Thursday, July 17, 2008

We Are Errant Knaves, All

Believe none of us.

I try to think of myself as an honest person, someone who walks on the right side of the law. A recent topic came up on a message board I frequent that caused me to re asses my virtue. The topic of the thread was "Did you ever steal?" When conjuring up my response I began to find more and more instances in my past of thievery. After compiling the list and posting it, I realized I was quite the larcener.

My pilfering began at an early age when, as a small child, I picked up and carried a Winnie the Pooh doll right out of a department store. My parents have told me that I found it on the floor, discarded by another child. I had always believed it was part of a display and that I had just felt that it needed to go home with me. I still have the stuffed animal, tattered and torn, missing an eyeball, with visual signs of previous surgeries to repair severed limbs, and have given it to my daughter as a passing of the plush.

While in high school I ran with some unsavory crowds. Some members would use their five finger discount at the local music store, sporting a baggy zip hoodie and filling the space between with CDs from the bins. Not wanting to be accountable for actual theft, I refrained from participating but knew full well the actions of my friends. No, I was not up to the big game, I worked on a smaller scale. We would go to a knock off of Chuck E. Cheese's called Sideshow Pizza for the buffet. Their proof of purchase was a colored string clamped on your wrist with a contrasting colored metal clasp. This allowed you repeat trips to the pizza buffet and drink fountains. We would chip in a couple bucks each and purchase one meal, taking turns wearing the loose fitting bracelet. When one member would come back with his plate he would remove the bracelet and pass it to the next person under the table, away from the watchful eyes of the manager. After each trip to the restaurant, our wheelman would remove the clasp from the bracelet and add them to our collection hanging from his rear view mirror. Sometimes, fortune favored the felon and a discarded bracelet from that days color scheme would be found in the parking lot saving us the five dollars outright.

By college, I was a regular Campus Clyde Barrow, setting my sights on the ridiculously overpriced student meal plan. Our plans consisted of 'blocks' equating to roughly five dollars. For a block you get infinite trips to the cafeteria food line which consisted of items found in most institutional settings, both educational and penal. After one trip, it was a crime against humanity to return for more. The other option was a newer, renovated food court which consisted of several themed areas with offerings such as pasta and pizza, a deli, fish, rotisserie, and frozen deserts. In this instance a block would get you a combo meal including a drink. I would usually get my lunch or dinner to go, opting to eat in the comfort of my dorm room instead of the general seating areas. Instead of the mandated two pieces of pizza I would get four, stuffing them into a plastic "to-go container." The heat from the pizza would then steam up the plastic, obscuring the view of the contents. When approaching the cashier, I would not say anything to give away my ruse, allowing them to make the mistake on their own. With a 90% success rate, I could get have leftovers for dinner on one trip. In my estimation, this was reconciliation for the devious methods by which the university would parlay students fear of losing unused blocks at the end of the semester. Their practices of selling cases of soda at the special price of five blocks a piece roughly came to a 500% markup of retail price. Who was stealing from who in that scenario?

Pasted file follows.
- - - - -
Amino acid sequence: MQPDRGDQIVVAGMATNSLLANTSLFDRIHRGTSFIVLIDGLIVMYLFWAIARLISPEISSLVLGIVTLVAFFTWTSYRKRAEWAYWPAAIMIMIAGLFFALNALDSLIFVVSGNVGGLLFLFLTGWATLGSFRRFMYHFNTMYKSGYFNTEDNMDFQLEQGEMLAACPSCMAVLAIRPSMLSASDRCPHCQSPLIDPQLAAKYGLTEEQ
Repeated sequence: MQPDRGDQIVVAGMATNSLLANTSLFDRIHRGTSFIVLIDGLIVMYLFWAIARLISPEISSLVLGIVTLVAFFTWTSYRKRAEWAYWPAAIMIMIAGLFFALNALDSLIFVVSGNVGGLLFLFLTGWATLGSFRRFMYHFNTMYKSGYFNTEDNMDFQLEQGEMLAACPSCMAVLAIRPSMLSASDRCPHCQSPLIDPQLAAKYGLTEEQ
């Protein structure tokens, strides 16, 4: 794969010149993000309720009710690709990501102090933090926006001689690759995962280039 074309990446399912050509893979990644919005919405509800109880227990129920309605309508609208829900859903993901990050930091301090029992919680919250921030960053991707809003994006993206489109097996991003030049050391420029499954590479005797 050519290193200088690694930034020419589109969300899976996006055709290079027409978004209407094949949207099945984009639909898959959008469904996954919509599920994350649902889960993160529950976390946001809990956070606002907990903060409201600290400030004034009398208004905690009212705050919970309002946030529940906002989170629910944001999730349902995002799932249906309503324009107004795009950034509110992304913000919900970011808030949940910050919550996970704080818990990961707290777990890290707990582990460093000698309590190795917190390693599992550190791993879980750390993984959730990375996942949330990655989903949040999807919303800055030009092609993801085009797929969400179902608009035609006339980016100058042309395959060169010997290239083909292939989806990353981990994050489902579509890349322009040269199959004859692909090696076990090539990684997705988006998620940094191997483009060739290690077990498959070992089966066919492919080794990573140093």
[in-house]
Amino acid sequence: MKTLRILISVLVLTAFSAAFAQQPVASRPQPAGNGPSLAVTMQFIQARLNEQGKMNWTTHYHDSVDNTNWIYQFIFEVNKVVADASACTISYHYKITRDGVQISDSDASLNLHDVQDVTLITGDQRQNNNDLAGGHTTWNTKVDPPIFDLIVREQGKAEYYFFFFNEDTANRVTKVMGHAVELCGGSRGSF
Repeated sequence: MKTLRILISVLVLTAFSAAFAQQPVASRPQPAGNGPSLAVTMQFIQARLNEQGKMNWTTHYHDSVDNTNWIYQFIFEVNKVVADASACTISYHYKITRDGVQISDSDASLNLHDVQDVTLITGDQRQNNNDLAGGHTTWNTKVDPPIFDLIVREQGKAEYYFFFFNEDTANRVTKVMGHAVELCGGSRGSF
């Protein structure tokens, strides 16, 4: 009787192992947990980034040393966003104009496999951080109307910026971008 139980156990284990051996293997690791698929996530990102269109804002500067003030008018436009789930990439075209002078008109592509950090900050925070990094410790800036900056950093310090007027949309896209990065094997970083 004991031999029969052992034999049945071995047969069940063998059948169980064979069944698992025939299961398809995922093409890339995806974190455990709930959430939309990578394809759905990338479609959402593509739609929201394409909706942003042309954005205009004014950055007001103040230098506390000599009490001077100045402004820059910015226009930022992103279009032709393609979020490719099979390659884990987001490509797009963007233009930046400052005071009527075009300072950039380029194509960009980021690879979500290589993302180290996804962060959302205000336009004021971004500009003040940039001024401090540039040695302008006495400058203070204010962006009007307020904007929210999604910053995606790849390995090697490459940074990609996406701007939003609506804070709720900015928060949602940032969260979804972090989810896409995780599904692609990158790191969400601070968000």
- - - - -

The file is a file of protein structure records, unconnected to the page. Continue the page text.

Since graduation I have been low key in my larceny. I won't go into any great detail for fear of retribution but I have refused to buy music since 1999. Frankly, my worst crimes are behind me, I mainly stick to small time jobs more consistent with that of a petty nature. Maybe an extra apple of a higher price slips into my bag while going through the self checkout at the grocery store. That coupon is out of date, but you never know unless you try. Perhaps, I don't tell my server they forgot to charge me a drink and then I slip them and extra dollar for tip at my favorite restaurant.